Creating resolutions that stick

For the first time in my life, I decided to create my own resolutions.
Initially, I was slightly hesitant because I’ve heard how difficult it is to maintain these year-long goals from friends and family.

It turns out they weren’t the only ones.

A study at the University of Scranton suggests that over 92% of Americans who create resolutions each year are not successful in achieving their resolutions.


Before diving into building my own resolutions, I decided to find out why it’s so damn hard to stick to these year-long goals.

I compiled all the research, and findings from friends that have successfully completed their New Year’s Resolutions to highlight the key takeaways.

Here’s a step-by-step guide you should follow to become the 8%.

Find the one.

You want to lose weight, write a book, learn how to code, make a million dollars, and find “the one.” It’s amazing how overly ambitious we can feel when we’re watching the pretty fireworks, and counting down the last few seconds of the year with our loved ones.

Let’s get realistic.

As I’ve written in my previous article, the human brain is not wired to juggle too many different things at once. A study done by Stanford University found:

“When people tried to memorize more information, their willpower suffered. The more goals the subjects made, the less likely they were to achieve them. This means setting too many goals only works against your success.”

Instead, once you’ve made a list of the goals you want to achieve this year, cross all of them off except for “the one.” This one resolution should be a goal that would make the most impact in your life.

For me, it was to become a better writer. If you’re having a difficult time choosing one, here’s a list of the most popular New Year’s resolutions.

Take Action

Found “the one?”


Now that you found the one resolution that will make the most impact on your life — we need to take action.

Taking action means breaking down your one resolution from a general goal into smaller actions you can take on a regular basis. These small actions need to be specific, measurable & time-based.

Here are a few examples:

  • Goal: Become a better writer.
    Action: Write a blog post by every Monday.
  • Goal: Manage stress.
    Action: Register for weekly hot yoga classes.
  • Goal: Lose weight.
    Action: Run for 30-minutes everyday at the gym next to work.

According to the Duhigg, author of The Power of Habit, the number one reason why we’re unable to keep our resolutions is that we’re simply designing them wrong.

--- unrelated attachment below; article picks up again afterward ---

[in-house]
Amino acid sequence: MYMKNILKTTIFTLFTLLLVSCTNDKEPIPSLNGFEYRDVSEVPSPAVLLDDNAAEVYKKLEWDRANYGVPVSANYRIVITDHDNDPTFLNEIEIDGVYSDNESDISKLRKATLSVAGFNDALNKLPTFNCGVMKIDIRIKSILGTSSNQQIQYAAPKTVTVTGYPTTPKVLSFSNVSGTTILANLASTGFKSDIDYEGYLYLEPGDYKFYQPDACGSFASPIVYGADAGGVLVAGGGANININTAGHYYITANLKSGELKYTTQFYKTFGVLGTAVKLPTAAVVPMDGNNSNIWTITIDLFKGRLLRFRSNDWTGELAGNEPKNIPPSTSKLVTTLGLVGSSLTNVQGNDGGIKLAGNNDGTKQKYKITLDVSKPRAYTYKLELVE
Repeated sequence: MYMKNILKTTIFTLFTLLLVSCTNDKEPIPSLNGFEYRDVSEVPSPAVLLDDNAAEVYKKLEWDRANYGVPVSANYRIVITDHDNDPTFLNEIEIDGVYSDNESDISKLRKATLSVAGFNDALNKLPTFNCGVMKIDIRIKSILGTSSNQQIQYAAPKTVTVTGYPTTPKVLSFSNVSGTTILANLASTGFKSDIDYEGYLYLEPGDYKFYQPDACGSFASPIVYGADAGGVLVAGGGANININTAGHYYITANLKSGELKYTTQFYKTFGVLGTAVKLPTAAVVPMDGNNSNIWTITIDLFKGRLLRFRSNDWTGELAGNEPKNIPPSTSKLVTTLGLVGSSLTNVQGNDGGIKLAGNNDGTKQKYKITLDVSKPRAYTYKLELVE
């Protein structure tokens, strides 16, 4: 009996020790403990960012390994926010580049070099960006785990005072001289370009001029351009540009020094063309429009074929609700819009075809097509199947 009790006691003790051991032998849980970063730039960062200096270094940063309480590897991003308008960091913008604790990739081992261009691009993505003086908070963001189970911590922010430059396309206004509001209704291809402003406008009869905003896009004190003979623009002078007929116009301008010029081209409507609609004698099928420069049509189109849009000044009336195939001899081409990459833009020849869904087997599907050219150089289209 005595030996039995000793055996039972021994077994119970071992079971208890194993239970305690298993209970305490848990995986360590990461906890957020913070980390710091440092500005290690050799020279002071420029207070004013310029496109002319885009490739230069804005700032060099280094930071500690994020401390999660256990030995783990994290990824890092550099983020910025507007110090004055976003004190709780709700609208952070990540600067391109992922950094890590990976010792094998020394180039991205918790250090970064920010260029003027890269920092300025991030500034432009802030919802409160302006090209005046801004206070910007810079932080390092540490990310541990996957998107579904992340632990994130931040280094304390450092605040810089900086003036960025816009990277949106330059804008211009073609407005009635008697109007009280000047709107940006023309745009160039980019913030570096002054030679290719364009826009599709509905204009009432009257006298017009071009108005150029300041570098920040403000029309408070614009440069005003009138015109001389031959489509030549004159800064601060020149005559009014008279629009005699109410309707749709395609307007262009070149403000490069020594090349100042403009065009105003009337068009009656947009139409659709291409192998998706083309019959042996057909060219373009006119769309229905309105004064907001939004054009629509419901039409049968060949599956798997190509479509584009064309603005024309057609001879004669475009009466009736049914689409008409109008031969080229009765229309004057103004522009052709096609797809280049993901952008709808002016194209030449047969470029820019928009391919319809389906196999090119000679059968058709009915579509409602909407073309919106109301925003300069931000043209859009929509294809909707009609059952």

“People design them incorrectly — very often they write out a list of goals, rather than writing a list of actions they’re going to take and thinking hard about how to structure those behaviors so that they become habits.” — Duhigg, author of The Power of Habit

Having only a general goal without a planned course of action is like having an address to your destination without a map. Creating specific actions allows us take immediate steps to achieving our goals.

Share it or lose it

Talk to someone else about your resolution.

A friend, family member, partner. Anyone.
Even that Facebook friend that you‘ve never actually met in real life.

Just share it.

When individuals share their goals with others, especially friends, they are being held accountable to those closest to them. Disappointing yourself is one thing, but disappointing your 1,378 friends on Facebook is a whole other problem.

Sharing also builds a support system that will help you get through the inevitable tough times. Your friends are less likely to tempt you by bringing a tub of Häagen-Dazs ice-cream to your place if you’ve told them that you’re trying to lose weight.

“Resolutions are more sustainable when shared, both in terms of with whom you share the benefits of your resolution, and with whom you share the path of maintaining your resolution. Peer-support makes a difference in success rate with new year’s resolutions” — Frank Ra, author of A Course In Happiness

30-Day Challenge

You set a goal to go to the gym everyday on January 1st, in order to lose weight. By January 15th, you’re laying down on the couch eating Ketchup flavoured Lay’s potato chips watching How I Met Your Mother.

How many times have we heard this story before?

It turns out that 30-days is just the time we need in order to make a habit stick. This also works for subtracting a habit. This means, if you can make it in the initial 30-days, your goal becomes much easier to sustain. Here’s a TED Talk video that explains the 30-day rule.

Remember that the first 3o-days will always be the hardest. Don’t make the mistake of putting all your eggs in one basket by killing yourself in January. This is a long journey and you need to take this one day at a time.

You’re Human

At the end of the day, we’re all human.

We all have busy lives, distractions and temptations to deal with.
It’s not going to be easy, and you’re going to make mistakes. Lots of them.

What commonly happens, particularly for perfectionists like myself, is that they would miss their resolution goal for the day— then quit. Don’t give up a years worth of personal improvement that could change your life because you missed 1/365 days of the year. You’ve got 364 left!

Just remember, it is OK.

If you miss a day at the gym.

It is OK.

If you couldn’t resist that chocolate-chip muffin in the fridge.

It is OK.

Make mistakes. Grow. Smile. Share. Make more mistakes.

Then get your butt up and start again!

Hope this post was helpful guys.

Would love for you to recommend this post if you enjoyed it or share it with your friends.




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